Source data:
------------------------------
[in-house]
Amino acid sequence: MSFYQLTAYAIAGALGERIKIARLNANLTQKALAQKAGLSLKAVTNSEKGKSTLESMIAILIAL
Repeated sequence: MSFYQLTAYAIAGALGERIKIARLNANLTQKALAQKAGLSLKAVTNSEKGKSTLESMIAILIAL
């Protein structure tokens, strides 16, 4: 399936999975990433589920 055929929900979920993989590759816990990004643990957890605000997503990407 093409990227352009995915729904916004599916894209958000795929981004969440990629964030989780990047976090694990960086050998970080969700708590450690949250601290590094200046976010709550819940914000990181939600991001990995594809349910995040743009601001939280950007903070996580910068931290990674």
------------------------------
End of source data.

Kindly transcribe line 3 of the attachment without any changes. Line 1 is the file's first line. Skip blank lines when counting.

Repeated sequence: MSFYQLTAYAIAGALGERIKIARLNANLTQKALAQKAGLSLKAVTNSEKGKSTLESMIAILIAL